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The Third Hotel

Review

The Third Hotel

THE THIRD HOTEL is neither a long book nor a dense one. But the entirety of it is much greater than the sum of its parts. Author Laura van den Berg explores a number of themes in this haunting tale of unresolved grief and loss against a backdrop that is by turns tarnished and shimmering. One does not need to have had the same experiences as the book’s protagonist to crawl into her skin and become trapped beneath.

The story is told from the third person point of view of Clare, who recently has become widowed as a result of the hit-and-run death of her husband, Richard. Clare has come to Havana to attend a festival of new Latin American cinema. Richard was a horror film scholar, and the work of a practitioner of the genre --- who he believed to be groundbreaking --- is being featured there. The title of the book and its circumstance foreshadow the mood. Upon arriving in Havana, Clare finds herself at two different hotels before going to the correct one, which she refers to throughout the book as “the third hotel.”

"Van den Berg’s exquisite descriptions of Havana, the film festival, the attendees and Clare herself persuasively propel the reader deeper into the book in search of what may or may not be the mystery at its core."

While there are barriers that any innocent would encounter when traveling abroad, from language to differences in culture and currency, Clare’s biggest problem lies within herself. She almost immediately makes herself mildly notorious at the festival site by engaging in some bizarre behavior, possibly alcohol-induced but probably not. Again, this incident --- which comes back to haunt her later --- foreshadows the book’s major focus, which is Clare’s repetitive sighting of Richard in Havana. She follows his apparition through the streets with varying degrees of success as her already tenuous hold on reality becomes increasingly slippery. Her shadowing gives her the opportunity to review the problems that had existed in her marriage and her life, even as Havana seems to quietly implode in the wake of her passage.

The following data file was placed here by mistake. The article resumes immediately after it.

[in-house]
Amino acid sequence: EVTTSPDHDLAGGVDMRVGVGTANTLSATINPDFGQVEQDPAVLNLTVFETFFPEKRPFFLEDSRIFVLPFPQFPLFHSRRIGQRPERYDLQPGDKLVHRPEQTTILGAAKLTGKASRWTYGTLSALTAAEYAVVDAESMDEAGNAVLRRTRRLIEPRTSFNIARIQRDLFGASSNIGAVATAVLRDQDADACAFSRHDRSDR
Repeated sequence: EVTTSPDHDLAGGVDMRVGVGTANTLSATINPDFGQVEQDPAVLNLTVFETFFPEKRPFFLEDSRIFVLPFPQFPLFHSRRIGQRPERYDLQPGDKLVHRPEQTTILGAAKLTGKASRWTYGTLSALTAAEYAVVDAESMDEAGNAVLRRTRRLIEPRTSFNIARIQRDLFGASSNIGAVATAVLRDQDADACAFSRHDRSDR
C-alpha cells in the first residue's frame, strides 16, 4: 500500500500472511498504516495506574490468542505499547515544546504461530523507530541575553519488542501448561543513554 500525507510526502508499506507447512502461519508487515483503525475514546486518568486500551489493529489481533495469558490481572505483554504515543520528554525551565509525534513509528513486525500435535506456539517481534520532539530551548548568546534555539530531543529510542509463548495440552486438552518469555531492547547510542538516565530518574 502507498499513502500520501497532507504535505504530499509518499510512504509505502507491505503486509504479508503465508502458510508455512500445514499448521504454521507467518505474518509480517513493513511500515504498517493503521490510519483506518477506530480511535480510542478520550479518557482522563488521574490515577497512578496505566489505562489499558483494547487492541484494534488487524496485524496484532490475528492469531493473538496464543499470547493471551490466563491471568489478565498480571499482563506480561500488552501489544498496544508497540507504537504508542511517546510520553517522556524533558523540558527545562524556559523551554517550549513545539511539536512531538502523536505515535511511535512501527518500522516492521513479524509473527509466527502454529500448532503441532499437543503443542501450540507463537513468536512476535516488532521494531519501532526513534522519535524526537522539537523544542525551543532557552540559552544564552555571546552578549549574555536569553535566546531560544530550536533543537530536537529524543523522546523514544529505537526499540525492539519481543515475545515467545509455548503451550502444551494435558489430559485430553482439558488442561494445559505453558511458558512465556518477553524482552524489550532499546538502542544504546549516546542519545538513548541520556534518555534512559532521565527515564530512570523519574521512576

One such incident involves one of the actresses to be featured at the festival going missing. Others, including the escape of several animals from a zoo, may be a coincidence. But when a train accident occurs, one wonders to what extent Clare’s presence is inadvertently influencing matters. Yet Clare, who is the personification of the unreliable narrator, creates her own major issue. One never knows if what she describes as happening is actually true. By the time the novel is complete, the reader might be forgiven for wondering if Clare ever really traveled to Havana at all, among other things.

My favorite fiction is one where the lines of what is real and what is not are gently and questionably blurred. THE THIRD HOTEL fits those parameters perfectly. Van den Berg’s exquisite descriptions of Havana, the film festival, the attendees and Clare herself persuasively propel the reader deeper into the book in search of what may or may not be the mystery at its core. One is never quite sure if the question posed in the book’s first sentence is answered, but the last sentence --- one of the best I have read thus far this year --- leaves little room for doubt as to what will occur in the story’s unwritten future.

Reviewed by Joe Hartlaub on August 10, 2018

The Third Hotel
by Laura van den Berg

  • Publication Date: August 7, 2018
  • Genres: Fiction, Mystery
  • Hardcover: 224 pages
  • Publisher: Farrar, Straus and Giroux
  • ISBN-10: 0374168350
  • ISBN-13: 9780374168353